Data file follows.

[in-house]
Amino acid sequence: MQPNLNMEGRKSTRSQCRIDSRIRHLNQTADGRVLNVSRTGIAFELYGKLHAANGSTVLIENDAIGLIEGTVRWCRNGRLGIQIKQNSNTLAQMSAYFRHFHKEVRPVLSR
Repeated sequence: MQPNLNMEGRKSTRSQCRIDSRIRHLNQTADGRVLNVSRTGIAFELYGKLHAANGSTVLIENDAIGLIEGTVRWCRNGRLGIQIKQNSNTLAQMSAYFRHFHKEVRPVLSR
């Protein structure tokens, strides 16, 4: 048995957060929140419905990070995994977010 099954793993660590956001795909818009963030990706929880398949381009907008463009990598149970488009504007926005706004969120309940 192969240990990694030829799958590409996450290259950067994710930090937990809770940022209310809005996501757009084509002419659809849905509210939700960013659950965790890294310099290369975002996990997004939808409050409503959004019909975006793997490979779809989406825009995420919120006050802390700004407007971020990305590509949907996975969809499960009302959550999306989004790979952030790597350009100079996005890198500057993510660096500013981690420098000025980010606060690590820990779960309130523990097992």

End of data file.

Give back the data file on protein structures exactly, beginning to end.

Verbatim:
[in-house]
Amino acid sequence: MQPNLNMEGRKSTRSQCRIDSRIRHLNQTADGRVLNVSRTGIAFELYGKLHAANGSTVLIENDAIGLIEGTVRWCRNGRLGIQIKQNSNTLAQMSAYFRHFHKEVRPVLSR
Repeated sequence: MQPNLNMEGRKSTRSQCRIDSRIRHLNQTADGRVLNVSRTGIAFELYGKLHAANGSTVLIENDAIGLIEGTVRWCRNGRLGIQIKQNSNTLAQMSAYFRHFHKEVRPVLSR
């Protein structure tokens, strides 16, 4: 048995957060929140419905990070995994977010 099954793993660590956001795909818009963030990706929880398949381009907008463009990598149970488009504007926005706004969120309940 192969240990990694030829799958590409996450290259950067994710930090937990809770940022209310809005996501757009084509002419659809849905509210939700960013659950965790890294310099290369975002996990997004939808409050409503959004019909975006793997490979779809989406825009995420919120006050802390700004407007971020990305590509949907996975969809499960009302959550999306989004790979952030790597350009100079996005890198500057993510660096500013981690420098000025980010606060690590820990779960309130523990097992």